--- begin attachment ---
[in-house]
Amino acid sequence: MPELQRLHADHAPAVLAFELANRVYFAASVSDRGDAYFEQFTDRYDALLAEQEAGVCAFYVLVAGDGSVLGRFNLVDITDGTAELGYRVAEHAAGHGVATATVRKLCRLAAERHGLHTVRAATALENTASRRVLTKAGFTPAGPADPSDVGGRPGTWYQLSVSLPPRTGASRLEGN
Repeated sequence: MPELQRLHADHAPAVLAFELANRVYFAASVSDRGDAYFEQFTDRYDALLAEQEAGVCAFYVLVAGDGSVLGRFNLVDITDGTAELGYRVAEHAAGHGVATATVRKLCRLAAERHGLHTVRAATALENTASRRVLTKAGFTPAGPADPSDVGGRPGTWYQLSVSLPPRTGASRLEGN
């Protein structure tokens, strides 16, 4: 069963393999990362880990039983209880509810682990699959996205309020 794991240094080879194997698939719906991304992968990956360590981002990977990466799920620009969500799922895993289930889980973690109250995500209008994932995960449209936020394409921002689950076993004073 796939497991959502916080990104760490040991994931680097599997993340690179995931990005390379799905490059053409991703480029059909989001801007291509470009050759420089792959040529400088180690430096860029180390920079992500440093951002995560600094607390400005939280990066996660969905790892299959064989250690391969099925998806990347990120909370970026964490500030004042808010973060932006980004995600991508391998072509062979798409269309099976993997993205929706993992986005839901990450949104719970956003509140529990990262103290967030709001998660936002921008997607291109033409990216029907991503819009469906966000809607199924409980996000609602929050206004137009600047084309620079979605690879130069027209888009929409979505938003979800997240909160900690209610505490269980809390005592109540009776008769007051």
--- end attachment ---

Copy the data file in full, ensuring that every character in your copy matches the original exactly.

[in-house]
Amino acid sequence: MPELQRLHADHAPAVLAFELANRVYFAASVSDRGDAYFEQFTDRYDALLAEQEAGVCAFYVLVAGDGSVLGRFNLVDITDGTAELGYRVAEHAAGHGVATATVRKLCRLAAERHGLHTVRAATALENTASRRVLTKAGFTPAGPADPSDVGGRPGTWYQLSVSLPPRTGASRLEGN
Repeated sequence: MPELQRLHADHAPAVLAFELANRVYFAASVSDRGDAYFEQFTDRYDALLAEQEAGVCAFYVLVAGDGSVLGRFNLVDITDGTAELGYRVAEHAAGHGVATATVRKLCRLAAERHGLHTVRAATALENTASRRVLTKAGFTPAGPADPSDVGGRPGTWYQLSVSLPPRTGASRLEGN
């Protein structure tokens, strides 16, 4: 069963393999990362880990039983209880509810682990699959996205309020 794991240094080879194997698939719906991304992968990956360590981002990977990466799920620009969500799922895993289930889980973690109250995500209008994932995960449209936020394409921002689950076993004073 796939497991959502916080990104760490040991994931680097599997993340690179995931990005390379799905490059053409991703480029059909989001801007291509470009050759420089792959040529400088180690430096860029180390920079992500440093951002995560600094607390400005939280990066996660969905790892299959064989250690391969099925998806990347990120909370970026964490500030004042808010973060932006980004995600991508391998072509062979798409269309099976993997993205929706993992986005839901990450949104719970956003509140529990990262103290967030709001998660936002921008997607291109033409990216029907991503819009469906966000809607199924409980996000609602929050206004137009600047084309620079979605690879130069027209888009929409979505938003979800997240909160900690209610505490269980809390005592109540009776008769007051």